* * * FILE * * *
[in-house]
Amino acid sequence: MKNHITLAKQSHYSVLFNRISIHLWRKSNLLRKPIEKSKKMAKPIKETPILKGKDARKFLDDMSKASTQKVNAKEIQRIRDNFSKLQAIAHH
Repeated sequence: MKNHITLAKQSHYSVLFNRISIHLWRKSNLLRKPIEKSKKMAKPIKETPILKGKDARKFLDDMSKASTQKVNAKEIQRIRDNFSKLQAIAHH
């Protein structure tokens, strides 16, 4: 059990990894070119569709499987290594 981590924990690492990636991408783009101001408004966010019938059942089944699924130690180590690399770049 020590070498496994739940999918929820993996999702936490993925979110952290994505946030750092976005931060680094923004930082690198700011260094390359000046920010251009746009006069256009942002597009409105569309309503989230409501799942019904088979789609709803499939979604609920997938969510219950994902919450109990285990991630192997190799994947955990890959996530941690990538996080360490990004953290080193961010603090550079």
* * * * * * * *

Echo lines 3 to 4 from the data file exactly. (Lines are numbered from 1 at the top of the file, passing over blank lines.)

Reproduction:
Repeated sequence: MKNHITLAKQSHYSVLFNRISIHLWRKSNLLRKPIEKSKKMAKPIKETPILKGKDARKFLDDMSKASTQKVNAKEIQRIRDNFSKLQAIAHH
């Protein structure tokens, strides 16, 4: 059990990894070119569709499987290594 981590924990690492990636991408783009101001408004966010019938059942089944699924130690180590690399770049 020590070498496994739940999918929820993996999702936490993925979110952290994505946030750092976005931060680094923004930082690198700011260094390359000046920010251009746009006069256009942002597009409105569309309503989230409501799942019904088979789609709803499939979604609920997938969510219950994902919450109990285990991630192997190799994947955990890959996530941690990538996080360490990004953290080193961010603090550079």